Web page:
Parmesan Walnut Bread
(Recipe adapted from One Perfect Bite)

2 1/4 cups All-Purpose Flour
2 tsp Baking Powder
1/2 tsp Salt
2/3 cup Milk
1 large egg
3/4 cup Sugar
1 1/2 cups Walnuts, coarsely chopped
1/2 cup Parmesan, grated

Preheat oven to 160 deg C. Grease and flour a loaf pan.

Mix the flour, baking powder, sugar and salt. In a separate bowl, combine the milk and egg. Add the milk mixture to the dry ingredients and mix until just combined.

Stir in walnuts and parmesan. Pour into the prepared loaf pan. Bake for 45 minutes. Increase the temperature to 180 deg C and continue baking for a further 15 minutes.

Mary recommends letting it rest for 15 minutes and then allowing it to age 24 hours before serving. I did the first 15 minutes. And then another 15 minutes! There was no way I could wait for 24 hours to eat anything that smells as good as this bread!

Other quick breads on this blog: Banana Bread, Chocolate Banana Bread and Mango Bread.

Sunday, July 5, 2009

Dal with Fenugreek Leaves

The first time I had perfect dal was when I met my husband. The two dishes in his repertoire are dal and chicken curry. Since I'm vegetarian, I can only believe that the chicken curry is good. The dal, though, is sheer genius. Filled with protein, lentils are a sure delight for vegetarians.

I found this dal in a cookbook I bought recently, Pure and Simple: Homemade Indian Vegetarian Cuisine by Vidhu Mittal. The book is amazing. Every single recipe is simple and uses ingredients that are usually available in most Indian homes.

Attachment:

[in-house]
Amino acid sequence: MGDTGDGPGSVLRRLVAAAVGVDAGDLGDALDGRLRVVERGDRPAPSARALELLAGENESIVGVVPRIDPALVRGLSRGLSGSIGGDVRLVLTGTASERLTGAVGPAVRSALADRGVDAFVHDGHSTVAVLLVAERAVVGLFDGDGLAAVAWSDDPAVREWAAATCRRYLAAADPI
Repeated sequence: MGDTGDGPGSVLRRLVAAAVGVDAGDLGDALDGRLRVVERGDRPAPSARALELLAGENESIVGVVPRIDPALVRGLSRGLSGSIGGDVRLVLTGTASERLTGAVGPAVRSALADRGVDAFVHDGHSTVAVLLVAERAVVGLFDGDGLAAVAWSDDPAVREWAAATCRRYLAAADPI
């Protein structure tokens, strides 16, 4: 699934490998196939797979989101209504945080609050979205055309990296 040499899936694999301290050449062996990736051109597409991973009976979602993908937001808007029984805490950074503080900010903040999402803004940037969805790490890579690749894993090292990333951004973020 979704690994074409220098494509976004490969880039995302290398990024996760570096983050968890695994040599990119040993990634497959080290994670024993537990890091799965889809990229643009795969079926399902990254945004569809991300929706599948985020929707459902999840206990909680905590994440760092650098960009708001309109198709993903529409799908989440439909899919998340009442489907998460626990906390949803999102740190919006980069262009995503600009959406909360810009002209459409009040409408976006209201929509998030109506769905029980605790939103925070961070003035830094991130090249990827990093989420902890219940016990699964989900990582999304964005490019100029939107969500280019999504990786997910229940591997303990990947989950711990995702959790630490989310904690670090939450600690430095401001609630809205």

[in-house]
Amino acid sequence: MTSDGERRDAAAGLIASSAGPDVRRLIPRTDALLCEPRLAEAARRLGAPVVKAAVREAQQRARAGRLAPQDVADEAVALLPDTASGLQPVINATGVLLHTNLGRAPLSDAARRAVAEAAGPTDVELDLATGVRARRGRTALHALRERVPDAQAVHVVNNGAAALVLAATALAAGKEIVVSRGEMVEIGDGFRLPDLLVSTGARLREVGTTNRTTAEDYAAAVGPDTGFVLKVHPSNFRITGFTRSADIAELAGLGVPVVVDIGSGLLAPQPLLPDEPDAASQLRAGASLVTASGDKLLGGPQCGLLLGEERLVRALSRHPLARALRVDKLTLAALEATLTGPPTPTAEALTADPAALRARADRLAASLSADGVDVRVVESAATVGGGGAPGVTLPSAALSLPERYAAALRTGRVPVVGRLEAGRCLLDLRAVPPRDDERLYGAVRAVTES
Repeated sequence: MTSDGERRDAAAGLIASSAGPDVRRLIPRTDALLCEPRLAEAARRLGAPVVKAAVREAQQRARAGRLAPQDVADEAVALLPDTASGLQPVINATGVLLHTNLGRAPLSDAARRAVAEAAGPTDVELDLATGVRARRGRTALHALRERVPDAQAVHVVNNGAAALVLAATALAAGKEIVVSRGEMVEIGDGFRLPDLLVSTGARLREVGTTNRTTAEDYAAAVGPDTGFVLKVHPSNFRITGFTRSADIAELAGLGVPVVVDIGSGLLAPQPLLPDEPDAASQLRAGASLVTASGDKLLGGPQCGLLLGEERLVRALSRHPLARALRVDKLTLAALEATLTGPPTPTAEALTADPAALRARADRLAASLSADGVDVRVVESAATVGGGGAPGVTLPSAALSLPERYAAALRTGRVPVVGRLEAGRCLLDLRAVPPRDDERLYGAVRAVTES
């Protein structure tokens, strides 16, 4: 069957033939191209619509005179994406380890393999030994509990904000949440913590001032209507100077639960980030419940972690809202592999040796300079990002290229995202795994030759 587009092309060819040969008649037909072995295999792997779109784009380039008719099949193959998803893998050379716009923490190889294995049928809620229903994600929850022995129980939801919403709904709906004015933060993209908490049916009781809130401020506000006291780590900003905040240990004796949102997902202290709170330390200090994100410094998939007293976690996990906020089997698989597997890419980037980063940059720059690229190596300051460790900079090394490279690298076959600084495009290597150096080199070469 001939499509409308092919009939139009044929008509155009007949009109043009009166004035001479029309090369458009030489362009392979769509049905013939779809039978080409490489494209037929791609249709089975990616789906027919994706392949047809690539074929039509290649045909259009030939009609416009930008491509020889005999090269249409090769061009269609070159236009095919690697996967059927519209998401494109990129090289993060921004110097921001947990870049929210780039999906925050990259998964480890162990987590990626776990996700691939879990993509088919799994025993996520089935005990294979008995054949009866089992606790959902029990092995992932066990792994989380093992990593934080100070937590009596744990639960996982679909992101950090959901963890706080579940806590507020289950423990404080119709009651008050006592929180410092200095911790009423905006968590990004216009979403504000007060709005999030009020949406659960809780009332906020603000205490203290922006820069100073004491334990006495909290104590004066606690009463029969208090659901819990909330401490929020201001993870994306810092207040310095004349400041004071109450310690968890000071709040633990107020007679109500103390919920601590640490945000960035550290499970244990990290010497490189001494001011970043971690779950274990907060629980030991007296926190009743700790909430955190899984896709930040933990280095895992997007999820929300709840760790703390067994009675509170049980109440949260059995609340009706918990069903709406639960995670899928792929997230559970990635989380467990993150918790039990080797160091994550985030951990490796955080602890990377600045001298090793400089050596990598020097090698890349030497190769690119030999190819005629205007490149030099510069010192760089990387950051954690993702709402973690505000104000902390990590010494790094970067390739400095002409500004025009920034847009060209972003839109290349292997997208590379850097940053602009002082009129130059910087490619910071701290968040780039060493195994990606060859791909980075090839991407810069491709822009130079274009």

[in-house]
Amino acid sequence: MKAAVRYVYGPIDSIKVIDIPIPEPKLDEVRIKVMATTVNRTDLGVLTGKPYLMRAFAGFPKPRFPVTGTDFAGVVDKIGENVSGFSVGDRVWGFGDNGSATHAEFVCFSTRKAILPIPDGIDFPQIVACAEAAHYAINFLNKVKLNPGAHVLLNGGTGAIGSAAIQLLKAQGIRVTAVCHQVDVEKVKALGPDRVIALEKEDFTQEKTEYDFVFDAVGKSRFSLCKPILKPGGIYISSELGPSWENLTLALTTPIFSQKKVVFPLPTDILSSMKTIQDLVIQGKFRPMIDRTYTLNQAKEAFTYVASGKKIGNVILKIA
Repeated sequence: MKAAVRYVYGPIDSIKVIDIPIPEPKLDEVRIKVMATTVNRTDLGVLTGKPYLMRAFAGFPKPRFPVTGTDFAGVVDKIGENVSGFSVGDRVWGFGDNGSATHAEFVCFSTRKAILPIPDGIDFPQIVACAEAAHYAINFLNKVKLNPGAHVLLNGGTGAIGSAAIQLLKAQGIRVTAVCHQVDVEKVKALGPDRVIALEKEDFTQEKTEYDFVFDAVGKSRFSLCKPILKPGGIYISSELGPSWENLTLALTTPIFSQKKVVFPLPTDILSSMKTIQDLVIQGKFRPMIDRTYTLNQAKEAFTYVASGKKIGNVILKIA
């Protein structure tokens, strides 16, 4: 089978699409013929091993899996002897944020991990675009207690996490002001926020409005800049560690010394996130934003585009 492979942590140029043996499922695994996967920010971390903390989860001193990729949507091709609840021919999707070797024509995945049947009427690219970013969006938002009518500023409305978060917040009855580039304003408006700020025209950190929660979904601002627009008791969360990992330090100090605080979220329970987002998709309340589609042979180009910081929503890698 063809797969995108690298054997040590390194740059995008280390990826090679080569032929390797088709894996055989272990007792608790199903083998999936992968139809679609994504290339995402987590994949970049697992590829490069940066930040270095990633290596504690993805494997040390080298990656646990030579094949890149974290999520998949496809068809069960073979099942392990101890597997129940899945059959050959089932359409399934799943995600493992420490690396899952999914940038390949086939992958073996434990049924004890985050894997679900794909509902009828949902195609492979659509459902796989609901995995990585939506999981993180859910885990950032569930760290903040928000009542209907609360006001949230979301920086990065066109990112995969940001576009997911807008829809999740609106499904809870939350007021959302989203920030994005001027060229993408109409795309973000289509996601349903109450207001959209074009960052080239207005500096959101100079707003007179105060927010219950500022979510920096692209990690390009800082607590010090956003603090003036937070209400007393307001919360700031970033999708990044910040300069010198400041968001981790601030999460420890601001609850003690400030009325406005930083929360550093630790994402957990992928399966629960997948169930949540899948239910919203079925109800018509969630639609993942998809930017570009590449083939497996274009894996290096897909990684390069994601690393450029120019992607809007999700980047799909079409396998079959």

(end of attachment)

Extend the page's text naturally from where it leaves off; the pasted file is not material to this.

Dal with Fenugreek Leaves
(Recipe adapted from Pure & Simple by Vidhu Mittal)

1/4 cup split Green Gram, washed and soaked for 1/2 hour
1/2 cup Bengal Gram, washed and soaked for 1/2 hour
1/2 cup Red Gram (Masoor Dal), washed and drained
2 Tomatoes, cut into cubes
A pinch of Turmeric Powder
1-2 Green Chillies, chopped
1/4 tsp Dry Mango Powder (Amchur)
1/4 tsp Garam Masala Powder
1 cup Fenugreen Leaves, chopped and cooked
2 tbsp Cilantro Leaves, chopped
Salt, to taste

1 tbsp Ghee (clarified butter) or Vegetable Oil
1/2 tsp Cumin Seeds
Red Chilli Powder, to taste
A pinch of Asafoetida

In a pressure cooker or large saucepan, cook all the soaked lentils with the water, salt and turmeric powder. Once cooked and lentils are soft, let simmer for a few minutes.

Add the chopped tomatoes, green chillies, mango powder and garam masala and bring to a boil. Drop in the cooked fenugreek and cook for a minute. Remove from the stove.

Heat the ghee or oil for the tempering. Add all the ingredients and let cook for a minute. Pour the contents onto the cooked dal. Stir. Serve hot with rice or rotis.

Tuesday, June 30, 2009

Chocolate Orange Drizzle Loaf Cake

Another winner from Sweet and Simple Bakes! Doesn't just the name of it make you drool? If any of you are amateur bakers, and would like to try out some no-fail recipes, you simply have to come on over and join Maria and Rosie and all the rest of us at Sweet and Simple Bakes. Every single one of their bakes so far (over a year's worth of bakes) have been completely amazing!